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Q + A with Arnaud Volte Bartender at London Edition

07/09/2020 On this Page of bartender series you will get information about London's Bartender - Arnaud Volte

I was born in the south-west of France, and started my professional career working with kids when I was around 16, and ended up in charge of summer camps at 21. I then decided to change my life completely, and wanted to become a bartender. So I went to do a school in Thailand, and moved to London. 

My journey didn’t start really well as I couldn’t find any job because of my lack of experience. After a couple of months I finally found a pub that was looking for a barback. After a few hard months of polishing glasses, the place I was working for had a cocktail bar in the basement. I was lucky enough to have a really good bar manager and mentor that taught the basics of service, creations and how to manage a bar. I then moved to a  place called The Distillery on Portobello Road, where I’ve learned a LOT about gin and classics, but also about distillation. I spent a year and a half there, working closely with people like Jake Burger and Del Jones who helped me throughout my journey from bartender to duty manager. 

Arnaud Volte at London Edition

Then I wanted to focus more on my bartending skills and knew I had still a lot to learn, so moved to The London EDITION Hotel, a luxury lifestyle hotel in Central London. I’ve learned how to provide a luxury service, yet having the chance of being truly myself and focusing on providing the best for our guests. I’ve also got more time for competitions, which I think is really important for your progression as a bartender. Less than a year ago I found out I had type 1 diabetes, so my lifestyle changed tremendously but the chance of working in a hotel allows me to be able to have “regular” hours. It also changed my way to create cocktails, for instance now I’m focusing a lot more about the natural potential of products and getting the most flavours out of them. Of course keeping the sustainable part in mind. 

How did you get into Bartending?

I got into bartending 4 years ago, went to do a bartending school in Thailand called EBS. I then moved from France to London because of the city’s potential in terms of cocktail bars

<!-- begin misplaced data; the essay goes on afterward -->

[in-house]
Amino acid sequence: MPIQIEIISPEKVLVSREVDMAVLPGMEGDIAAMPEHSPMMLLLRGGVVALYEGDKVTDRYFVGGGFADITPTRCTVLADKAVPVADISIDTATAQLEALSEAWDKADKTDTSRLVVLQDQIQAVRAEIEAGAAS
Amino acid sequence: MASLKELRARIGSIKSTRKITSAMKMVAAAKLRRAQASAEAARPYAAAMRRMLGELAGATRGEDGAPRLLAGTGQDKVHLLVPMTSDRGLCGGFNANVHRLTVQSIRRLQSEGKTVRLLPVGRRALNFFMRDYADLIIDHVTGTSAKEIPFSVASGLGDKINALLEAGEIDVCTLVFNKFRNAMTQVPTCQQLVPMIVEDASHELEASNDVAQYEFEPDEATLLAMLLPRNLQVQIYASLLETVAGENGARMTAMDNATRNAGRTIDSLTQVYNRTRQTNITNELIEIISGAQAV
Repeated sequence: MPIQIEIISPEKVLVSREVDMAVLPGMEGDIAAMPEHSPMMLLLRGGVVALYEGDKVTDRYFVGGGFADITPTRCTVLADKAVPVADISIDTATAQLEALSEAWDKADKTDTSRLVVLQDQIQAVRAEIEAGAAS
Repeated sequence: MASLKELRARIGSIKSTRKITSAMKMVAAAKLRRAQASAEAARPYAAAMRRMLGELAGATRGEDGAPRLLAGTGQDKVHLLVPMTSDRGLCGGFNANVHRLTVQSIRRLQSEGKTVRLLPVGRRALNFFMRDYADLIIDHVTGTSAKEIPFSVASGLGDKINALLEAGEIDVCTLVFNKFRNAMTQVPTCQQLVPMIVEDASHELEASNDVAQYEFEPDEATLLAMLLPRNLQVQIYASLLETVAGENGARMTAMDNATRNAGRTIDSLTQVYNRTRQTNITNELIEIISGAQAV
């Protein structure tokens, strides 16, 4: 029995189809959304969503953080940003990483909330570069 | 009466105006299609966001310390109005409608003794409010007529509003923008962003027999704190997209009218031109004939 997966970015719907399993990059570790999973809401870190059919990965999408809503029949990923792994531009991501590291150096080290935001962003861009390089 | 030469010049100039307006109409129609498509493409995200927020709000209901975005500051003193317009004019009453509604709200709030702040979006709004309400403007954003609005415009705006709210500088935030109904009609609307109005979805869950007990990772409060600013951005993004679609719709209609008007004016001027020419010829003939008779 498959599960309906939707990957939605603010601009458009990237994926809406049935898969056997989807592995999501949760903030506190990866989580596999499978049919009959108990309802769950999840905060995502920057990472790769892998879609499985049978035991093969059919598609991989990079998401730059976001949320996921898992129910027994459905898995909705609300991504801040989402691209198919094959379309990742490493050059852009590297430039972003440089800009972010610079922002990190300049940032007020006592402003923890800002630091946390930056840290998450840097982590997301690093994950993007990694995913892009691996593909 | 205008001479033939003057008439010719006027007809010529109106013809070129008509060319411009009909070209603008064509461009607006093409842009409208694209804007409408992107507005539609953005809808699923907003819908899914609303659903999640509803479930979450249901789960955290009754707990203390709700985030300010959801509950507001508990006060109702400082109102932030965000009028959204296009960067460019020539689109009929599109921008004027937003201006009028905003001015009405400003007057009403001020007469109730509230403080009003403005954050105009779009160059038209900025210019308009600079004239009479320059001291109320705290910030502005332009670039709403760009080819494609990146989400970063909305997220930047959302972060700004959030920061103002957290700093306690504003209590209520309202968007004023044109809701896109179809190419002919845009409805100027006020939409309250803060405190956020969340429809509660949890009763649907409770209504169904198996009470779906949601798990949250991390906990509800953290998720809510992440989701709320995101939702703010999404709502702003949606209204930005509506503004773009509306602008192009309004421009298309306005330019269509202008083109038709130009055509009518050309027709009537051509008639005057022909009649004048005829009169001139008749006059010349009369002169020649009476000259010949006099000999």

Any tips to pass a Bartender job interview?

It doesn’t really matter what’s on your CV, show your motivation and you want to learn. This industry is made for passionate people, and you can learn really fast if you want to climb the steps, from polishing glasses to managing a bar. 

What’s your favorite cocktail to make?

Irish coffee. It’s an easy cocktail to make, yet quite hard and requires some skills. 

Arnaud Volte at London Edition

What are your bar essentials? 

Shaker, jigger, Japanese knife, ice block 

What according to you are London’s Secret bars?

London is full of bars in general. The more you live here, the more you discover. I really like Milk and Honey as a member’s / hidden bar as you can get any classics made to perfection. I also remember one of the first bar I stepped into was Nightjar, and it really showed me the incredible potential in terms of preparation and ingredients. 

Where and what you drink when not working?

I like to go to Bar Swift in Soho, they’ve got the best Irish Coffee and their service is incredible. They also serve an amazing Gibson martini served with Portobello Road Navy Strength gin and a tasty pickle onion (pickled in house with lots of different spices)

Your favorite places to get happy hour deals?

Swift does an aperitif hour with delicious cocktails for a decent price

Your favorite nightclubs?

I went to Ministry of Sound for their anniversary a few years ago, and it’s still the best memories I have in terms of music and entertainment 

What’s the most underrated cocktail ingredient or spirit?

I would say it’s the ice itself. At The London EDITION we cut our blocks, and it’s quite easy now to get some perfect clear blocks in London. The importance of having the right dilution in a cocktail and therefore the quality of the ice is an aspect that bartenders often forget. 


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